Miguel Cabrera's absolutely huge deal

Three hundred million dollars for Miguel Cabrera? I don’t think Dr. Evil ransomed the entire world for that much in the last “Austin Powers” sequel. OK, the deal is reportedly for something less than $300 million, but that’s still epic. There are a few key takeaways from Cabrera potentially making this kind of money over 10 years.

  • If Cabrera's new contract -- which includes the two years remaining on his current deal and eight additional years -- is calculated as a 10-year deal, it's the biggest individual contract in sports history as well as baseball history, dwarfing Alex Rodriguez’s initial 10-year, $252 million deal with the Rangers from 2001 and his subsequent 10-year, $275 million deal with the Yankees that runs through 2017. It’s bigger than Robinson Cano’s 10-year, $240 million deal from just this past winter as well as Albert Pujols’ 10-year, $240 million payday. And Joey Votto, as a similar rust belt franchise hero? Signed for $225 million, he’s the guy who just got bumped from the top five contracts in sports history.

  • The Tigers didn’t have to do this deal now -- or did they? Miggy was already signed through 2015 for $22 million this year and next, after all. But obviously, Tigers owner Mike Ilitch realizes he can’t take it with him as he’ll turn 85 this summer. And after a few near misses the past couple of years, you can imagine how he’d like to see his Tigers hoist one more flag to fly forever.

    However, this much money almost automatically makes you wonder if this is what the Tigers decided to do with their entire dividend from dealing Prince Fielder to the Rangers last winter. Because Max Scherzer just said he wasn’t going to sign with anybody until after the season, apparently vast sums of cash were burning a hole in Ilitch’s very deep pockets. It remains to be seen if this buys Ilitch, the Tigers and the city of Detroit another World Series trophy in his lifetime, but mazel tov on the old man’s willingness to try buying happiness.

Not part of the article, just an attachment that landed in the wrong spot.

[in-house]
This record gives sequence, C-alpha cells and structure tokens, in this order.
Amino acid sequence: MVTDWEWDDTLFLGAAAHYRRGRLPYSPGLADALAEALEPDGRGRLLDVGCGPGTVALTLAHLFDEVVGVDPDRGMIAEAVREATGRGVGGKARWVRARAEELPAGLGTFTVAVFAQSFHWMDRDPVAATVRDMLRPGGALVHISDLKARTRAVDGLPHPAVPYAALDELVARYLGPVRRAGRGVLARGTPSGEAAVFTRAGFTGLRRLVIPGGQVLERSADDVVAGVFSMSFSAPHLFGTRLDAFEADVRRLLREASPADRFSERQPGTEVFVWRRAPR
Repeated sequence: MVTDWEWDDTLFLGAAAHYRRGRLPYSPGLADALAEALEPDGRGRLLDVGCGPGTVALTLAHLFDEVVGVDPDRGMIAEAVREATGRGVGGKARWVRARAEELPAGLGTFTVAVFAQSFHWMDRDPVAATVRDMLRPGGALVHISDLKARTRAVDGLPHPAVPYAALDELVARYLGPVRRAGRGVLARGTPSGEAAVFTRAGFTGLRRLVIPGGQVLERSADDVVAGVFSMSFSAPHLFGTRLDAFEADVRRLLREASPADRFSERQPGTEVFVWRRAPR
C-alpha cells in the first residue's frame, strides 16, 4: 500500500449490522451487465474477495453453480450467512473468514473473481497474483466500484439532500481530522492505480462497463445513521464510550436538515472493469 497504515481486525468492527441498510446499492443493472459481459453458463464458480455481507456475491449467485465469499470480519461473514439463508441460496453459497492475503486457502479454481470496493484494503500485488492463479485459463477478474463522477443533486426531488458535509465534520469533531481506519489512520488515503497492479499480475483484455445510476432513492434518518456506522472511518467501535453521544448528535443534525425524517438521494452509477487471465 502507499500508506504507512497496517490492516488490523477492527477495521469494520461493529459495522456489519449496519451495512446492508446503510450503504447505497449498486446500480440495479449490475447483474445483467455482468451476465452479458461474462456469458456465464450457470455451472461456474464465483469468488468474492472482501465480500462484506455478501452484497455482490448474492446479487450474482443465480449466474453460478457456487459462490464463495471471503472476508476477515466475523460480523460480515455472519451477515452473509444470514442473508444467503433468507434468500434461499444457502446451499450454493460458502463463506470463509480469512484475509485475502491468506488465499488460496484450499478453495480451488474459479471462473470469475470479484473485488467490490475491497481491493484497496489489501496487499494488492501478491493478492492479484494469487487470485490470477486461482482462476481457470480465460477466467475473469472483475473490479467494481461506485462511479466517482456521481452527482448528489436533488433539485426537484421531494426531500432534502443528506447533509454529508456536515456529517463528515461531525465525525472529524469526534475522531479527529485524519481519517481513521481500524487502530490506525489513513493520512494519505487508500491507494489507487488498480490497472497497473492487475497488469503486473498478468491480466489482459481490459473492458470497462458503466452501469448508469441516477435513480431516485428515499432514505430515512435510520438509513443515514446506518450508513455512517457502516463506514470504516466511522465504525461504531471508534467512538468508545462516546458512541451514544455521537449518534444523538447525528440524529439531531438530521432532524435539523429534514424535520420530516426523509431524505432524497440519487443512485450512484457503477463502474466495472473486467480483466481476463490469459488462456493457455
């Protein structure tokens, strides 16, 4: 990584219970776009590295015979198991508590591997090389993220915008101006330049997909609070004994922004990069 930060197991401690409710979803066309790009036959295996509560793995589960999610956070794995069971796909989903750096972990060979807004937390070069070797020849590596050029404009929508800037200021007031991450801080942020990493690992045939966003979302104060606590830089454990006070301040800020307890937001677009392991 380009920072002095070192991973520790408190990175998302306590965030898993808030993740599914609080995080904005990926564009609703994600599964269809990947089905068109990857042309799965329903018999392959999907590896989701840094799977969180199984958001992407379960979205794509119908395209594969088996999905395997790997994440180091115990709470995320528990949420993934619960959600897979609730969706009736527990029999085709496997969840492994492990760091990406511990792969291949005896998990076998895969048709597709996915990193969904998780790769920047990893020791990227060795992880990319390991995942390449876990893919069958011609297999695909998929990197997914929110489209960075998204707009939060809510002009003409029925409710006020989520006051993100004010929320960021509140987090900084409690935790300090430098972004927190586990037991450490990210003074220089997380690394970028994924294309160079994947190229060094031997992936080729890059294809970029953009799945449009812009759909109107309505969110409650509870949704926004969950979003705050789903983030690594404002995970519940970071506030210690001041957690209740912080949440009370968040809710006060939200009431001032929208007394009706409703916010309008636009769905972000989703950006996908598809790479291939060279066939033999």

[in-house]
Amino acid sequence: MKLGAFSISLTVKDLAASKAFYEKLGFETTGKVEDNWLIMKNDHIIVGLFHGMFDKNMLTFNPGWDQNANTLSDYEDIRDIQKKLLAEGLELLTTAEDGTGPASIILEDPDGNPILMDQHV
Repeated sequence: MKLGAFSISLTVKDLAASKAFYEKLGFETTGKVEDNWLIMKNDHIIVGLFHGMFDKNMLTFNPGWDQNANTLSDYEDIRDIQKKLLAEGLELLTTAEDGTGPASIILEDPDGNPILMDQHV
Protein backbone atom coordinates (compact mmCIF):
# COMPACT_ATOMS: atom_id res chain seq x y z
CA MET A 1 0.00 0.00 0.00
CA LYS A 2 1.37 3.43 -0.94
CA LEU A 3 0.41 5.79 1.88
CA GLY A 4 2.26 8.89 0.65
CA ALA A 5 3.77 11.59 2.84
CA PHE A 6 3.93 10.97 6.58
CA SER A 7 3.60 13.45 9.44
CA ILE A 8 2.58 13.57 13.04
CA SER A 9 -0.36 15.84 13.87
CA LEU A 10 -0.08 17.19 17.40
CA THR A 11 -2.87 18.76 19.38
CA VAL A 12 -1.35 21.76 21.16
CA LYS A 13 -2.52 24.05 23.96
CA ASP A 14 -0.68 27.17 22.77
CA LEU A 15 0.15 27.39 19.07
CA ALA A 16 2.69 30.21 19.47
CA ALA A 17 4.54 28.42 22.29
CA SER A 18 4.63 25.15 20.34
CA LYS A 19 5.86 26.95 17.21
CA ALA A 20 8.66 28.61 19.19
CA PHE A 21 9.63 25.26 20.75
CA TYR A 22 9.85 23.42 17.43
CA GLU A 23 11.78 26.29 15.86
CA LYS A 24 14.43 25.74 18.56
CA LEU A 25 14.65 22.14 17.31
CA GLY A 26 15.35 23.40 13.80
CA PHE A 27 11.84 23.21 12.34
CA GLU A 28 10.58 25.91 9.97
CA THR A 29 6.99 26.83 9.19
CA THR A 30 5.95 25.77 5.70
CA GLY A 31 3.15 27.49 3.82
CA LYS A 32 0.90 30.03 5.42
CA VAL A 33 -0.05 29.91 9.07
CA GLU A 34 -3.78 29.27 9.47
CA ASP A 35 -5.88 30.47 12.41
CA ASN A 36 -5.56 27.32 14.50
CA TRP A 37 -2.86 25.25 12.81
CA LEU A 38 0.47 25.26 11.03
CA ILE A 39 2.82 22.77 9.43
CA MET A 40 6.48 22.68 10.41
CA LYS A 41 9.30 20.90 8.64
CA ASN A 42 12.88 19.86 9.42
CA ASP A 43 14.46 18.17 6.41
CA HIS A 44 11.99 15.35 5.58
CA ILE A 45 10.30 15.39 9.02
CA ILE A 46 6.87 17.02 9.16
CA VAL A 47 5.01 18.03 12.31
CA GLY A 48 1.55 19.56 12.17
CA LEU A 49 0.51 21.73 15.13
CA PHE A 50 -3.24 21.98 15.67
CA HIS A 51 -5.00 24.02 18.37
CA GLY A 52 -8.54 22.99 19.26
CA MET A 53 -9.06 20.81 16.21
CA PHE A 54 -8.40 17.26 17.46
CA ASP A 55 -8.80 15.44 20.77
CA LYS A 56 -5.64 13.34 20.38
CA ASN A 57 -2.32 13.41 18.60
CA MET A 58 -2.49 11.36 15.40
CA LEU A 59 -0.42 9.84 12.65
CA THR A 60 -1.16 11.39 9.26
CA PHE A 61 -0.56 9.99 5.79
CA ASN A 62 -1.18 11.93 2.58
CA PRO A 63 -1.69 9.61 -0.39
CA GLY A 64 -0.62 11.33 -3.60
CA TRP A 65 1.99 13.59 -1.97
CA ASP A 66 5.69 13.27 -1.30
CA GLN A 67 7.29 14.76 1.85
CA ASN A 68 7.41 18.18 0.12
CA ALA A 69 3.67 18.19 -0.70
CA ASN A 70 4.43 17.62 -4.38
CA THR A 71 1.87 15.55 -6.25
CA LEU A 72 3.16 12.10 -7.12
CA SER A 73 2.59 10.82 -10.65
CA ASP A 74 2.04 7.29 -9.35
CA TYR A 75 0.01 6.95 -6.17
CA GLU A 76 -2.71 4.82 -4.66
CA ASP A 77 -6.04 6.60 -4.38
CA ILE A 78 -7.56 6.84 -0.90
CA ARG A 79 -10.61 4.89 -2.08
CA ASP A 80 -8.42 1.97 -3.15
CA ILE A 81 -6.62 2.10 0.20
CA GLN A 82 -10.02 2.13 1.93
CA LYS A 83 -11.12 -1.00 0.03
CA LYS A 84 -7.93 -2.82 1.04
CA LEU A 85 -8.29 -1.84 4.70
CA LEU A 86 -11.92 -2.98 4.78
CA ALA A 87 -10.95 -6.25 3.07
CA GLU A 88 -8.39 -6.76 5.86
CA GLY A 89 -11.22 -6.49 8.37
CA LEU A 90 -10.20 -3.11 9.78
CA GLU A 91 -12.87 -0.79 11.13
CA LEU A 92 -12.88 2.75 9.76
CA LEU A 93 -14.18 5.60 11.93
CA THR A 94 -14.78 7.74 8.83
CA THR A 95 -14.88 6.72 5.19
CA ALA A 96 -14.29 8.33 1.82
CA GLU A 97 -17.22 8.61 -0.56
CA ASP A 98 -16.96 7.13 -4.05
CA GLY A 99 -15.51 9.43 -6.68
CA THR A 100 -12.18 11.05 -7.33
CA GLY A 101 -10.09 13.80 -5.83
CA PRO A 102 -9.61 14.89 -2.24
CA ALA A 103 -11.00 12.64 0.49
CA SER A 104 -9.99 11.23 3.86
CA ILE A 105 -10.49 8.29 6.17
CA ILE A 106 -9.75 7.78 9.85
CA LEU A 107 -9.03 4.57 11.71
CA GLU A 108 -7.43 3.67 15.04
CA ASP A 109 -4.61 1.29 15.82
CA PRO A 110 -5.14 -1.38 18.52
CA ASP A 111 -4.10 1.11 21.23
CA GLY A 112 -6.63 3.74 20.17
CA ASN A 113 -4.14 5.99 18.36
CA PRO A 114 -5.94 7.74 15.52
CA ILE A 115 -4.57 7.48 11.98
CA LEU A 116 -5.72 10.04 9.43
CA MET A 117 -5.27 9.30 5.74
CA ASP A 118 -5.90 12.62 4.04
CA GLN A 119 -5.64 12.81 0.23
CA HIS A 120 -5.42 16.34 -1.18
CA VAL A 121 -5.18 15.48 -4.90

• What about Scherzer? Maybe the Tigers can also afford to re-sign him after this season, maybe not. Victor Martinez and Torii Hunter are also free agents after this season, and that’s a potential $26 million off the books. Austin Jackson, currently making $6 million, will head into a lucrative last year of arbitration next winter. In the same way that this much money for Miggy should teach us never to say never when it came to a deal dwarfing A-Rod’s, I wouldn’t rule out the Tigers’ willingness to afford anything within reason if it buys them a title within these 10 years.

  • Speaking of reason, have the Tigers completely taken leave of their senses? Aren’t they nuts for giving Miggy this much? Yes and no. Yes, Miguel Cabrera is clearly one of the most remarkable hitters in the history of the game, and as Dan Szymborski recently observed, he’s someone who could win the Triple Crown again. Who else are you and I going to live to say that about?

    So yes, Cabrera is someone worth the price of admission if you’re buying a seat. For now. But paying that much money on a guy’s 30-something decade, potentially signing him through his 41st birthday or so? When he’s built that way and should be playing only first base (or DH) from here on out? Yeah, it’s probably also more than a little nuts.

    Baseball Prospectus’ 10-year PECOTA forecast through 2023 suggests he’ll be an elite offensive hitter through 2020, when he’ll be 37. Then he’ll slide somewhere down around normal human being production for a first baseman, if you define normal as “talented enough to play in the major leagues,” something only a few thousand people on the planet can do. That’s a huge overpay on the back end of a deal, on top of what might be seen as an overpay right now.

Finally, this deal might be the first thing that Mike Trout has to thank Cabrera for, because even if Miggy’s reliable hardware rival has to wait until after the 2017 season to get market rate or superhero market rate, you can only imagine what Trout will command.

Christina Kahrl writes about MLB for ESPN. You can follow her on Twitter.